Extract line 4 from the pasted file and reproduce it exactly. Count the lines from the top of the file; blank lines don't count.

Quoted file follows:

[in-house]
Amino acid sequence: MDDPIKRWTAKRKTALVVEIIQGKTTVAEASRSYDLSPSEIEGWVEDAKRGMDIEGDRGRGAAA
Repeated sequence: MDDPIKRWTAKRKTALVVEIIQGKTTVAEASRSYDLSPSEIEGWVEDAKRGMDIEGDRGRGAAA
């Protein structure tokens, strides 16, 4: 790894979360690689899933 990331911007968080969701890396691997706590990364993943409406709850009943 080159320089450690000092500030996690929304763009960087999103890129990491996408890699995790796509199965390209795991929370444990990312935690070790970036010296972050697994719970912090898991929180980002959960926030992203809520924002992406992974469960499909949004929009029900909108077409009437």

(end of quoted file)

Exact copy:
């Protein structure tokens, strides 16, 4: 790894979360690689899933 990331911007968080969701890396691997706590990364993943409406709850009943 080159320089450690000092500030996690929304763009960087999103890129990491996408890699995790796509199965390209795991929370444990990312935690070790970036010296972050697994719970912090898991929180980002959960926030992203809520924002992406992974469960499909949004929009029900909108077409009437």